The Hitman's Wife's Bodyguard has been met with largely negative reviews ahead of the action comedy sequel's release later this month.
Directed by returning filmmaker Patrick Hughes, the follow-up reunites Ryan Reynolds and Samuel L Jackson as they reprise the roles of minder Michael Bryce and assassin Darius Kincaid, respectively.
Salma Hayek is also back as Darius's international con artist wife Sonia – having bagged herself a mention in the title this time round.
Kristofer Kamiyasu (Good Omens), Gabriella Wright (The Tudors), Frank Grillo (The Purge series), Tom Hopper (The Umbrella Academy), Richard E Grant, Morgan Freeman and Antonio Banderas round out the cast.
Scoring just 27% on Rotten Tomatoes at time of writing, the movie appears not to have gone down well with critics, with Slant Magazine's Derek Smith claiming that the only reason it's an improvement on its 2017 predecessor is because it's 20 minutes shorter.
"The sequel is as clunky as its title," the writer continued, condemning the outing for giving Hayek little else to do than "play up the fiery Latina stereotype" she's so often seen playing.
"The film's uneasy blend of action and comedy is neither well-directed enough to deliver on the former – Hughes's quick cutting and liberal use of extreme close-ups barely conceals how poorly choreographed the fight scenes are – nor is it sharp or witty enough to inspire more than a light chuckle," the review continues.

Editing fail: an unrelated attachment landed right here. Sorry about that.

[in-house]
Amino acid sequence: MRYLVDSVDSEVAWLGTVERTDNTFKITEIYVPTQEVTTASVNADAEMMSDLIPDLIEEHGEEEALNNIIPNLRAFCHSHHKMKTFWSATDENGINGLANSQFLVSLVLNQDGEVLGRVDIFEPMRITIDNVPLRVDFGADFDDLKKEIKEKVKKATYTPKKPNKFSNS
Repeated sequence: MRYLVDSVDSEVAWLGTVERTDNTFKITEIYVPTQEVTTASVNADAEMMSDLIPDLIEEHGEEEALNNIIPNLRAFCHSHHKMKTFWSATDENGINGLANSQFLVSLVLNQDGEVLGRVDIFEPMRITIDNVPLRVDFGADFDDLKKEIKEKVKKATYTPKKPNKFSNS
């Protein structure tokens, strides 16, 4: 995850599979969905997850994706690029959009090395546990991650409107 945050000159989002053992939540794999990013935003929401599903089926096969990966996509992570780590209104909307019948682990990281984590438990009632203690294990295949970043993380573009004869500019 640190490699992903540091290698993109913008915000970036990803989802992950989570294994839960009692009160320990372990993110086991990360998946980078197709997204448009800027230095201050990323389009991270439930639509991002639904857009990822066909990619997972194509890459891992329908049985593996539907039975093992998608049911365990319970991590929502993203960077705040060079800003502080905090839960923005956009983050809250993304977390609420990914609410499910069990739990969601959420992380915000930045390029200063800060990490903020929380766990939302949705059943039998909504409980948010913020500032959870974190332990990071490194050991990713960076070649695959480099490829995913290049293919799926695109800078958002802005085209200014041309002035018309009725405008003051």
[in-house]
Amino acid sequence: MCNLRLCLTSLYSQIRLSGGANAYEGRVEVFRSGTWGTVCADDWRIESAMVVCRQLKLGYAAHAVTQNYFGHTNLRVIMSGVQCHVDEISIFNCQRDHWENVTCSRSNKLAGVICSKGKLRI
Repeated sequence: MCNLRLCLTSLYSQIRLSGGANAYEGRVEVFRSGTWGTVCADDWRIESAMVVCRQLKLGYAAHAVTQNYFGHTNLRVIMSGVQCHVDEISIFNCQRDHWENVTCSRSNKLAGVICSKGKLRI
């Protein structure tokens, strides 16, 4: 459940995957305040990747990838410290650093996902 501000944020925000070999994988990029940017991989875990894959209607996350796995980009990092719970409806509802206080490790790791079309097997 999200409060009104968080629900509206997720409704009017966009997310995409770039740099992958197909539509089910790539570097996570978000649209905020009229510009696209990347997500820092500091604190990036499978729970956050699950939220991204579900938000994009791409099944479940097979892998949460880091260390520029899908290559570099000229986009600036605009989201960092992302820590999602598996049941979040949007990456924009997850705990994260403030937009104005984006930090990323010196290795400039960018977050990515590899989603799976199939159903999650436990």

Elsewhere, Forbes' Scott Mendelsohn described the film as "cartoonish and hackneyed," and slammed it for "repeating the same narrative beats" as the original. He also knocked it for "retroactively dumbing down its characters".
Variety's Owen Gleiberman branded it "a winking bash of wretched excess that makes the most overly amped and slovenly entry in the Fast and Furious franchise look like North by Northwest," while AV Club's A.A. Dowd argued that it's "so atrocious, it makes the original look like a classic."
Indiewire's review – penned by David Ehrlich – was a little more forgiving, commending The Hitman's Wife's Bodyguard for "a more assured sense of self" than the movie that came before it.
"No one will ever confuse this for a good movie – it lacks any evident aspirations of goodness, as if returning director Patrick Hughes made the best thing he could while strapped to a bomb that would explode if its Rotten Tomatoes score ever went above 50 percent Fresh," he continued, however.
The Hitman's Wife's Bodyguard opens in UK cinemas on June 14. It releases in the US two days later.
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